If You Need a Reason to Sing

A few months ago, a friend shared a story on Facebook about a study which found singing show tunes helped improve mental performance in people with dementia. I was thrilled by this news because I regularly sing songs from Broadway shows. I sing them when I’m driving, when I’m at home, when I’m sitting at my desk in my office – you get the point.

There are times my favorite songs to sing are what I call the ‘watch me – you won’t stop me’ numbers – like “I’m Gonna Wash That Man Right Outta My Hair” from South Pacific or “Anything You Can Do, I Can Do Better” from Annie Get Your Gun. Sometimes I need something less upbeat. Thank goodness for songs like “Somewhere” from West Side Story, or “Empty Chairs at Empty Tables” from Les Miserables.

But most of the time when I sing show tunes, I like to sing what I call the ‘I want it and I can do it’ numbers. Although these songs can happen at any point in a musical, these are often the third or forth song in the show – like “I Want to be a Producer” from The Producers, “The Wizard and I” from Wicked, or “I Can Do That” from A Chorus Line.

Since singing show tunes is helpful to your cognitive status (hey – there is research to back me up on this!) and since the Tony Award nominations were announced this past week, I am happy to do my little bit of public service and provide you with one of my favorites should you be searching for a melody to improve your memory. I chose this song from my “Broadway” playlist on my iPod then searched for a video to share. It’s difficult to find videos that were not recorded surreptitiously on shaky cell phones in a dark theater or recordings of a television performance. You can easily find alternate videos and clips for the song by doing a quick online search. If you do look for yourself, I hope you will sing along with a smile. It’s good for you.

“Astonishing” from Little Women (Music by Jason Howland, Lyrics by Mindi Dickstein)

I have always loved this story and I have felt a deep connection to Jo March since I first read the book in fourth grade. Maybe it is because she has several sisters. Maybe it is because she is a writer and doesn’t see herself getting married to the boy next door.

I have never seen the musical, but I do love this song which Jo sings immediately after she refuses Laurie’s marriage proposal. Sutton Foster, who played Jo in the original Broadway cast and who sings this recording, is amazing. When I need a boost, this song does it. Try it for yourself. It’s good for you.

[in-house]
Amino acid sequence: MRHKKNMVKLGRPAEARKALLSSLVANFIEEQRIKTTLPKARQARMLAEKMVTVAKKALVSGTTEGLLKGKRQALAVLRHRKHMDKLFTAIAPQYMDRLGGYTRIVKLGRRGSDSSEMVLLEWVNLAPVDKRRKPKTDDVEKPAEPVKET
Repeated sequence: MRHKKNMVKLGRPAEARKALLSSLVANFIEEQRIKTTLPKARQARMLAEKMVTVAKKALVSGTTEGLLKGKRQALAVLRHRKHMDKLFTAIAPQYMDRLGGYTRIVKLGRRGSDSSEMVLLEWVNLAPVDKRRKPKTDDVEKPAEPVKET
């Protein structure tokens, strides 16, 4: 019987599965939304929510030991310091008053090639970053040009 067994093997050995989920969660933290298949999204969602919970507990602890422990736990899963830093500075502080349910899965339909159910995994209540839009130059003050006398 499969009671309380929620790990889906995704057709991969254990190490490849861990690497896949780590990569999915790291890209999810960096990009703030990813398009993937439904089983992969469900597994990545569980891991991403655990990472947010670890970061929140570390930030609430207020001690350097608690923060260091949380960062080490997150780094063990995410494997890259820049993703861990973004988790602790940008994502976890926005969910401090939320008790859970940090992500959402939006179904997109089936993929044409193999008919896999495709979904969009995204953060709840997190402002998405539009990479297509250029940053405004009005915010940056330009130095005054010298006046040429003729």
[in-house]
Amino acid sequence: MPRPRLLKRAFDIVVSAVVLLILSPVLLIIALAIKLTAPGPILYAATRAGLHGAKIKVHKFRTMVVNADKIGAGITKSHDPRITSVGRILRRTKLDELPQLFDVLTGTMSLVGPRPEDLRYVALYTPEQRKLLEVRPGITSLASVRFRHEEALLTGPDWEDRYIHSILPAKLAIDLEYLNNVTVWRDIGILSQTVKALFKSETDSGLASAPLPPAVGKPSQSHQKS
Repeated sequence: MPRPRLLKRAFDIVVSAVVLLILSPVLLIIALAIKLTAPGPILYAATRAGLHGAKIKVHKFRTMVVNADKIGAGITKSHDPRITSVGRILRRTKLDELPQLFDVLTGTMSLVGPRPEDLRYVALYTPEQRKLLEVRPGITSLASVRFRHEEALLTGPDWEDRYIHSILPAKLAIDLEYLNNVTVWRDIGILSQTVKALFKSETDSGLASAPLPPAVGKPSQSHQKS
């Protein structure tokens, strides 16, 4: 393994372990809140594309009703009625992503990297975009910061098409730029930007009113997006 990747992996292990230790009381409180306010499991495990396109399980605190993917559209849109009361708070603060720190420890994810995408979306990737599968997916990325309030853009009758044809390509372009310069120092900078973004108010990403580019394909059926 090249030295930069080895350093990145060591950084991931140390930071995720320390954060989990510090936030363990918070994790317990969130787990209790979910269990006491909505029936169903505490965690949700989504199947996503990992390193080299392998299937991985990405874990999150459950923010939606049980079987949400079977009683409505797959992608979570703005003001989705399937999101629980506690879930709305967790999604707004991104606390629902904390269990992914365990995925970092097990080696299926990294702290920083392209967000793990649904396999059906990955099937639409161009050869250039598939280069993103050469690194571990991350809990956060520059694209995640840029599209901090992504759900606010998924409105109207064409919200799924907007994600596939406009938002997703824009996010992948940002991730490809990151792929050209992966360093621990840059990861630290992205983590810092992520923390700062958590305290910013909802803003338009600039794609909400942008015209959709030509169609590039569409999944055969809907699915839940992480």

6 thoughts on “If You Need a Reason to Sing

  1. If you’re into the girl-power anthems, I highly suggest Legally Blonde (which I recommend for other reasons too). I was surprised how much I adored the musical when I saw it on Broadway and a lot of the songs are both comical and empowering.


    • That is also a great soundtrack! “Find My Way” is on my list, but it’s more of a “losing you is not going to break me” song.

      “I had to find my way
      The day you broke my heart
      You handed me the chance
      To make a brand new start”

      Liked by 1 person

  2. How about ‘I have confidence in me’ from The Sound of Music’. The music and lyrics are wonderfully upbeat. “… I’ve always longed for adventure. To do the things I’ve never dared. And here I’m facing adventure. Then why am I so scared. …”


    • I LOVE that song! But, I only have the Broadway album on my iPod and that song was added for the movie. So, when I was searching my playlist for songs, that did not come up. My best friend calls that song a “Dee song” though – and I agree!

      “I must dream of the things I am seeking
      I am seeking the courage I lack

      The courage to serve them with reliance
      Face my mistakes without defiance
      Show them I’m worthy
      And while I show them
      I’ll show me!”


  3. Yes- music has an amazing effect on the brain. I’ve seen people who otherwise can’t talk- both folks with dementia as well as autism and other conditions- sing, and people who don’t typically move much start grooving to the music (even if they stay in their chair) The late neurologist Oliver Sacks wrote a book about his research on music & the brain. http://www.npr.org/templates/story/story.php?storyId=15472815The “I Can Do X” songs are a good idea for encouraging positive (or at least neutral) self-talk. Hmm, I should make a playlist…


    • In my earlier years, I thought I would grow up to be a music therapist. I have long believed in the power of music, and I know first hand how valuable it can be as a therapeutic tool.

      Liked by 1 person

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